Storm Ali may have wreaked havoc across the country on Wednesday but it did not stop event goers turning out for the second day of the Scottish Learning Festival in Glasgow on Thursday.
The theme for this year’s event was Collaborating for Improvement – ensuring that young people are having a greater say in decisions that affect their lives and to ensure they are reaching their potential both inside and outside of the classroom.
Hundreds flocked to day two at the Scottish Exhibition Centre to view and compare the latest educational ideas and resources displayed by more than 200 hundred organisations in a bustling exhibition hall.
A wide range of seminars also ran throughout the day, highlighting the impact positive collaboration can have on students’ development as well as others in the wider community.
Edinburgh College curriculum leader for Modern Languages Caroline Cordier hosted a seminar demonstrating the college’s innovative collaborations with secondary schools using online learning to ensure students across Scotland can access language tuition despite a language not being offered in their schools.
Against the backdrop of a decline in teaching provision for Modern Languages across Scottish schools, the college has formed constructive partnerships to ensure secondary pupils from East Lothian to the Highlands and islands, can learn the languages they want by plugging into the college’s online platform. Pupils get access to Moodle, the college’s online learning platform and can work their way through various language learning resources. Speaking practice takes place via Skype or Google Hangout calls.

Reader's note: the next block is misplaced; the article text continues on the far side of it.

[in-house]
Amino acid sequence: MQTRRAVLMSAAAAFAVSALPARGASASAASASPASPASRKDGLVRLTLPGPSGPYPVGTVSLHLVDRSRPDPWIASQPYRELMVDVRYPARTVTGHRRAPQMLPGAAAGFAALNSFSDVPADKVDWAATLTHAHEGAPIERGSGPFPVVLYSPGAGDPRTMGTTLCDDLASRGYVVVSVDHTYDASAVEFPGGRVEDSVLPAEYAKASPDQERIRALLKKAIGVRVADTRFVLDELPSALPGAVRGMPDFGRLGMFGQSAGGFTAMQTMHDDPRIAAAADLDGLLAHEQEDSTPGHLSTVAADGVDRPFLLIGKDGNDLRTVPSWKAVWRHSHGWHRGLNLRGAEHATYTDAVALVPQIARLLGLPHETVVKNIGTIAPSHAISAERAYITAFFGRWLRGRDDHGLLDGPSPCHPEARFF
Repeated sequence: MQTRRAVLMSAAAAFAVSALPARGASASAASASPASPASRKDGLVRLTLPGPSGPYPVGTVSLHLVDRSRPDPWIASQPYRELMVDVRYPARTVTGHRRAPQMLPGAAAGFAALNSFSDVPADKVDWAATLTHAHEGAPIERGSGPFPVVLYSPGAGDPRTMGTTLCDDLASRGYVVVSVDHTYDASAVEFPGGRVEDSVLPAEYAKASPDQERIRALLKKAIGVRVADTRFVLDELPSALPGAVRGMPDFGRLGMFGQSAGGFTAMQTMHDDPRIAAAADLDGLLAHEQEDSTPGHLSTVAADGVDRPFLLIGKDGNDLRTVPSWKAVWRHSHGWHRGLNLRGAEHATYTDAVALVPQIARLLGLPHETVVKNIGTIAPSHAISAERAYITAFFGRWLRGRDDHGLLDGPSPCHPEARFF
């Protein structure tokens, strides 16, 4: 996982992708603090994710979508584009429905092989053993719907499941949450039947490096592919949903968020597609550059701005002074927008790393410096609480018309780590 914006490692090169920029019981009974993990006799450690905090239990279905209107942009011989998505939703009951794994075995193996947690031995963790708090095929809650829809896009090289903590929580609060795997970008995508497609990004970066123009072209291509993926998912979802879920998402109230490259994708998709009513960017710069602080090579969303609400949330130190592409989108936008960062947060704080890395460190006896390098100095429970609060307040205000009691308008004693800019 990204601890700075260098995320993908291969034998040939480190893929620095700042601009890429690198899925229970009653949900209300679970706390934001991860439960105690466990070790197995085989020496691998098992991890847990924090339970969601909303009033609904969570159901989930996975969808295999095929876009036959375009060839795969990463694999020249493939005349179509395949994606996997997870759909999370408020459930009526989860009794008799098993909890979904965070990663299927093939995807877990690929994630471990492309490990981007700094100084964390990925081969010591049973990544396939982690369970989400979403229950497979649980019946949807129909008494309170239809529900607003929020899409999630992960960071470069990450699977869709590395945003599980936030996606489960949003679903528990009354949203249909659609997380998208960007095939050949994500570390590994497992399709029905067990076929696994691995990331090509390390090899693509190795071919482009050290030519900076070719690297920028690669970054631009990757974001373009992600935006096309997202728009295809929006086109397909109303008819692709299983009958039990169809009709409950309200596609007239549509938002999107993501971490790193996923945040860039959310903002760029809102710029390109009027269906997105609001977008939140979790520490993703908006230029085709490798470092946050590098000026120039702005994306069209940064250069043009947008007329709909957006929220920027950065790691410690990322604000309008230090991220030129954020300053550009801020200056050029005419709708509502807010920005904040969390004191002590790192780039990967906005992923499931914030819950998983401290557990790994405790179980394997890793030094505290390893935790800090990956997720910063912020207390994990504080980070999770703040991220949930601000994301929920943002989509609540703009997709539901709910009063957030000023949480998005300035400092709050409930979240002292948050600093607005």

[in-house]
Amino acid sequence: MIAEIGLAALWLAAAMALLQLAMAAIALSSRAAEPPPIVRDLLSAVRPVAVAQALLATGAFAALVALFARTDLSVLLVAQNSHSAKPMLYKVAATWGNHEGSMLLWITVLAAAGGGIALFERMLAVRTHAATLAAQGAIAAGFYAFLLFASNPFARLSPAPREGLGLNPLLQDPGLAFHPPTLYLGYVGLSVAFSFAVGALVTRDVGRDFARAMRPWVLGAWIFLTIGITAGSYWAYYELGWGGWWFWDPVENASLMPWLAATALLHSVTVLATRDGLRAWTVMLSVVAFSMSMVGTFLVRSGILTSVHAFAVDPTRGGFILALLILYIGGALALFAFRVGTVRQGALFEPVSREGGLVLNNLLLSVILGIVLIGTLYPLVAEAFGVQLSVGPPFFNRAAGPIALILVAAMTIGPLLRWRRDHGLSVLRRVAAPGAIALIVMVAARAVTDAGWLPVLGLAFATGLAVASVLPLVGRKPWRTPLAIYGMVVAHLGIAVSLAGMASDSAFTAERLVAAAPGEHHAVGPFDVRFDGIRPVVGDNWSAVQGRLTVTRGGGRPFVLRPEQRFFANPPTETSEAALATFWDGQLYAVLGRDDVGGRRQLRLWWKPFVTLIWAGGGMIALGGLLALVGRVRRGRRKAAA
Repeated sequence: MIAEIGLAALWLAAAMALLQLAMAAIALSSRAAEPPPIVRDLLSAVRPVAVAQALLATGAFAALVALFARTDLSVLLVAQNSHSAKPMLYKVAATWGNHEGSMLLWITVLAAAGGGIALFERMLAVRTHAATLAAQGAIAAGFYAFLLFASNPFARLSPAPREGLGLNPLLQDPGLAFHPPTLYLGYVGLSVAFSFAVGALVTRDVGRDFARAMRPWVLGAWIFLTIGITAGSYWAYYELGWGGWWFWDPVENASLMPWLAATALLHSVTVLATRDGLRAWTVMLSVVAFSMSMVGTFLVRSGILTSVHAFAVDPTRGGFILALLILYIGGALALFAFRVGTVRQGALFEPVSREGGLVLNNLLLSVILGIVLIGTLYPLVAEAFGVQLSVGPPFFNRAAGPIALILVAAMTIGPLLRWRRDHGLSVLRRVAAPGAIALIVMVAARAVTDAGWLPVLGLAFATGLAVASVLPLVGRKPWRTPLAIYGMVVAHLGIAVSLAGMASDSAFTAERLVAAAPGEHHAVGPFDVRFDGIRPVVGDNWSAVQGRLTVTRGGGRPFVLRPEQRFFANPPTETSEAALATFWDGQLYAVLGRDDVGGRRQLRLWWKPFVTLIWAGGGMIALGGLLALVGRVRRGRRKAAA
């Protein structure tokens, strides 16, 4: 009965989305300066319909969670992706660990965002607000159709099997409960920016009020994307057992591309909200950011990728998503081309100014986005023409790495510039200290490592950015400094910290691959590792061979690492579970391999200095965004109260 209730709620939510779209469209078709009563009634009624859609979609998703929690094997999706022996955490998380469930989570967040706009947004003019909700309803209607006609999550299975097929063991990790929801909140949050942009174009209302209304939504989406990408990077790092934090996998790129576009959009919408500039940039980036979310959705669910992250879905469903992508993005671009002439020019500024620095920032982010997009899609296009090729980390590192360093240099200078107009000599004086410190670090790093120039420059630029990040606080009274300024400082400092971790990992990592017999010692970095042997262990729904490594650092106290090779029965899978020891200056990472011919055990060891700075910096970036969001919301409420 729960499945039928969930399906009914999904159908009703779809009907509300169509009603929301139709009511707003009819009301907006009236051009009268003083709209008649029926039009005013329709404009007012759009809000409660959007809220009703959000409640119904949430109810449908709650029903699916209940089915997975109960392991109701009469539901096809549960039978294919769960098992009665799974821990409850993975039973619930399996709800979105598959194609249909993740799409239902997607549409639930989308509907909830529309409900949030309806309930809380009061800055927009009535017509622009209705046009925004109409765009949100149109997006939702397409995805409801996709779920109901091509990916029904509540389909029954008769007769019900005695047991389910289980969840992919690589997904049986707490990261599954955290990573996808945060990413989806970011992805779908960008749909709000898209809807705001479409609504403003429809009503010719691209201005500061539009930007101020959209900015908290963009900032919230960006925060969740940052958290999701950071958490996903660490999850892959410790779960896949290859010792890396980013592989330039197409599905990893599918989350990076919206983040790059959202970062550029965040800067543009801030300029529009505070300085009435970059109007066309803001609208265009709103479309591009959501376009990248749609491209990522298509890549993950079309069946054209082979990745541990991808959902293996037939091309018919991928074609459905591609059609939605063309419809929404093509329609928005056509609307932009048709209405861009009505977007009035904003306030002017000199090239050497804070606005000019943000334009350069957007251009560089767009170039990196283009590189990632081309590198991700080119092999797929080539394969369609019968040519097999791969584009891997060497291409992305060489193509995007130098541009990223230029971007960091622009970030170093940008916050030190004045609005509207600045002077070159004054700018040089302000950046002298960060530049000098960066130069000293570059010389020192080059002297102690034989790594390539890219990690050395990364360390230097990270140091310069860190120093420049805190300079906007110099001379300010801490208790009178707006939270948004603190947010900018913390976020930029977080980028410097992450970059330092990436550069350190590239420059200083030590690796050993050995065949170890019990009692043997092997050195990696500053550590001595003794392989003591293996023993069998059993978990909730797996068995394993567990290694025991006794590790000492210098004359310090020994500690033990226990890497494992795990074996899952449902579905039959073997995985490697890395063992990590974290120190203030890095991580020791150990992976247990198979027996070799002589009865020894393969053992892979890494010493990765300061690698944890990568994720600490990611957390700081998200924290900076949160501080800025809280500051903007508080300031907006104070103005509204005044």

“This structure of learning allows for increased flexibility for both students and school teachers who may find that timetabling issues can prevent pupils from learning all of the subjects they’d like”, said Caroline.
“Skype sessions are arranged to fit in with timetables while Moodle allows for coursework to be completed by the students at their own pace, meeting agreed deadlines.
“This mode of study also allows students more of a say in their learning, perhaps the first time they will experience such autonomy over their studies, as well as developing other transferrable skills such as organisational and IT skills.
“Ultimately, the purpose of developing partnerships with schools is to maintain a healthy provision of Modern Languages teaching across Scotland, which in turn will reduce pressures on schools and help our young people to achieve their potential.”
The college currently has around 60 open-learning students – a mixture of school pupils (for whom courses are free) and part-time learners – enrolled to study French, German, Italian and Spanish at levels varying from National 5 to Advanced Higher.
And, these partnerships are already reaping rewards for students. In 2015/16 a student who completed the college’s online course through her school achieved the highest Advanced Higher French mark in Scotland.
“While we are constantly looking at ways to improve our open-learning courses, we are very pleased with the results and feedback we have received so far”, said Caroline.
“Now we want to build on this success and we aim to support as many students who wish to study Modern Languages in Scotland as we can.”
All in all, an extremely positive day was had at the Scottish Learning Festival, where the theme of innovative working and collaboration resonated across the venue – from that, it’s clear that by working together there’s no limit to what can be achieved for our students.